• Diwali is around the corner, and it’s time to take some pace off our work to indulge in socialising, eating out and freaking out, not to forget shopping though, without which Diwali celebrations are well-nigh incomplete. To help us embellish our wardrobes and our homes with exclusive stuff and collect desirable gifts for family and friends, here comes a crafts bazaar straight from some of the most accomplished, some even award winning, ‘dastkars’. under the banner of three decades old Delhi-based Dastkari Haat Samiti, a national association of Indian crafts people. This is the second time select members of the samiti have set foot in Chandigarh (the first time being four years ago) and the collections they have brought are beautiful, trendy and priced to keep a balance between our pockets and those of the crafts persons from across the country. The Dastkari Haat Chandigarh Crafts Bazaar, which opened to the public at Kisan Bhawan on Wednesday, is on till November 5, from 11 a.m. to 8 p.m., each day. There is no entry fee. As usual, indulgent husbands are welcome to accompany the ladies of the house and pick up a thing or two for themselves too from among wallets, bags, etc.

Says one time prominent national political activist, now full time social activist,  writer and crafts patron Jaya Jaitly, who is Founder and President of the Dastkari Haat Samiti founded in 1986 and was the spirit behind the conceptualisation of the by now famous Dilli Haat Crafts Bazaar in 1994, “the Chandigarh Crafts Bazaar has been especially curated for the Diwali season and features beautiful sarees, suits, dupattas, pottery, terra-cotta jewellery, festive footwear, handcrafted decor products in metal and metal wire, brass, wood and bamboo, goat leather, hardy grasses and more.”

Jaya Jaitly admires a bamboo creation at one of the stalls

Photos By : Life In Chandigarh

“Like every edition of the 100-odd crafts bazaars organised by the samiti across the country in many cities in past nearly 20 years, this year the 6-day Chandigarh Crafts Bazaar too has highly talented crafts people and artists under one roof, engaging with art and crafts connoisseurs to forge strong links between the makers and the takers,” she shared with lifeinchandigarh.com.

The event is an endeavour to create an interactive platform where 70-odd artisans from several states across the country have come together to showcase their cultural legacy. As one of the most premier crafts exhibitions in India, the crafts bazaar is providing innovative products and a happy ambience to the visitors. So, come and indulge in new and exciting products developed out of wonderful handloom weaves, embroideries and block prints and centuries-old traditions of bamboo and brass from West Bengal and Uttar Pradesh, colourful baskets from Uttar Pradesh, hand-painted terracotta from West Bengal, durries from Telangana, batik from West Bengal, silver and stone jewellery from Rajasthan and Gujarat, and shibori (tie and dye with embroidered patterning) from Delhi and Rajasthan.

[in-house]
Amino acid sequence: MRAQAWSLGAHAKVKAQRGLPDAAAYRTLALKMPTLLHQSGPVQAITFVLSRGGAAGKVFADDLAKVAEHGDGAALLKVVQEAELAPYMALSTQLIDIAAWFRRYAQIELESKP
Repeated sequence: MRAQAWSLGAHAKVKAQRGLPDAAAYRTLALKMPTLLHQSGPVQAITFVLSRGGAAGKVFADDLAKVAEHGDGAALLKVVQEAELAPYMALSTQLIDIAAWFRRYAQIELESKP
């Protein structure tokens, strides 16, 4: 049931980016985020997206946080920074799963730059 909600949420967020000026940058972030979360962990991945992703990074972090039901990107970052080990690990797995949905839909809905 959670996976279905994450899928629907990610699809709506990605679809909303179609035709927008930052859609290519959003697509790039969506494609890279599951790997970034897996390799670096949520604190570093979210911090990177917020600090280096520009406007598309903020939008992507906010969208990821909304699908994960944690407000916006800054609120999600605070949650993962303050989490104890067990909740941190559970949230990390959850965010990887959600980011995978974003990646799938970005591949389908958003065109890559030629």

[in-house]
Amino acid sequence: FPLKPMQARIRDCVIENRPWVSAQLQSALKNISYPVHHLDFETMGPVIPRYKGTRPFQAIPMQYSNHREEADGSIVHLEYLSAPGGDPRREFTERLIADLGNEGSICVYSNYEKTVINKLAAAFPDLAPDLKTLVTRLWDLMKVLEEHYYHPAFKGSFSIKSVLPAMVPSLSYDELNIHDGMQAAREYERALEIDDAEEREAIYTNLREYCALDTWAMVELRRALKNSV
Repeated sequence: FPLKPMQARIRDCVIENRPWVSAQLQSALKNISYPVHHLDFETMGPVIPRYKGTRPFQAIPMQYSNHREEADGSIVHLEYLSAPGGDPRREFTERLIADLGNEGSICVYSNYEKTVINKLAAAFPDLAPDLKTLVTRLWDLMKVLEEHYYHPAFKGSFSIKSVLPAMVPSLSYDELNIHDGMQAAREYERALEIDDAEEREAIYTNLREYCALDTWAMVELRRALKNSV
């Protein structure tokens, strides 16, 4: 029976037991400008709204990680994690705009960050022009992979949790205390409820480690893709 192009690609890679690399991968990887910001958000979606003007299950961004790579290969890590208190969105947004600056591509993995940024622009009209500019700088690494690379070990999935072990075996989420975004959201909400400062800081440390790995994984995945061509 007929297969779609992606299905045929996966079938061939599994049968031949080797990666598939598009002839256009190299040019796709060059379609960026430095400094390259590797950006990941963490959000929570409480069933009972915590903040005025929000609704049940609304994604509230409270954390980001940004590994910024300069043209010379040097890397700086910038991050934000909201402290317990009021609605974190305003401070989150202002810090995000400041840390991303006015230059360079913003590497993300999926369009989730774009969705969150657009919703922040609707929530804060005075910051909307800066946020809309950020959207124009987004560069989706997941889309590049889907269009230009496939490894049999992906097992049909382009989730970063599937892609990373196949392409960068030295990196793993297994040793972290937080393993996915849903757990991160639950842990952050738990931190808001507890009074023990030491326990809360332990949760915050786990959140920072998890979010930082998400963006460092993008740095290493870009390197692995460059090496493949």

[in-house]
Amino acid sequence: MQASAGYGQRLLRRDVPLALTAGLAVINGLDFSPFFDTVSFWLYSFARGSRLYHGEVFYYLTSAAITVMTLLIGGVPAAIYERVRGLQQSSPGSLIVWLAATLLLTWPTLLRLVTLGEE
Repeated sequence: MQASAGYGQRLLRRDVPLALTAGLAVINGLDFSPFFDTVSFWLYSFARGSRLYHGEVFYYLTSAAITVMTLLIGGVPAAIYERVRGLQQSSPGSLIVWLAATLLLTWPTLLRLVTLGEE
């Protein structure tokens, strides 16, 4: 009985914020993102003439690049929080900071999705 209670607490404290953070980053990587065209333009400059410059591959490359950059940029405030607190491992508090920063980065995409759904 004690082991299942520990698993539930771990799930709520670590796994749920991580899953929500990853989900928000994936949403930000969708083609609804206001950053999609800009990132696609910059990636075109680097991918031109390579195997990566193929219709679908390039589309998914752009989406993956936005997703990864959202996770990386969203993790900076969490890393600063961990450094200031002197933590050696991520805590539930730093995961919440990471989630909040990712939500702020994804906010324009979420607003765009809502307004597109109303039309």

Reminiscing the journey of the Dastkari Haat Samiti, Jaya Jaitly says “We are going to complete 32 years soon and it’s amazing, and we are proud of the fact, that we have been able to do so much for the artisans as no other organisation working in this field. Today we have around 300 full time member crafts persons as individuals, family units, cooperatives, associations and societies through whom we touch the lives of 20,000-30,000 people associated with them. Besides, there is a sizable bunch of persons who offer their voluntary professional services or administrative assistance for the development of crafts.”

Dastkari Haat Samiti works to raise the social and economic status of crafts persons by infusing innovation and introducing new modes of creativity. With a wider perspective, these   crafts persons find themselves in a better position to tune in to the contemporary world. “We organise workshops to encourage, train and inspire members to excel in design, quality and marketing and to empower themselves, besides providing them avenues for doing business in India and abroad”, said Jaya Jaitly. “We also have collaborations with countries in Asia and Africa and some UN bodies to promote the cause of crafts persons internationally,” she added.

All the member individuals, family units and organisations pay the samiti an annual fee ranging from Rs 10,000 to Rs 50,000, depending on their size, to meet the day to day costs of running its small but compact office and for development work for the crafts persons.  

All the member crafts persons are chosen to participate in crafts bazaars on a rotational basis to give equal opportunity to all, while at the same time considering that products of which exhibitors are going to be most in demand at a particular location in a particular season. Of course, they are free to participate in other exhibitions or activities of their own.

The samiti is very much on Facebook and Instagram but online sale has never been on its agenda as it would rather concentrate on development work for crafts persons and organising craft bazaars for them, though many of its members are selling their products through online marketplace The India Crafts House, which sells authentic Indian handcrafted products online.

Jaya Jaitly is keen on bringing the crafts bazaar to Chandigarh every year, provided the public response is encouraging. She signs off saying “It makes sense to us being headquartered nearby in Delhi.”

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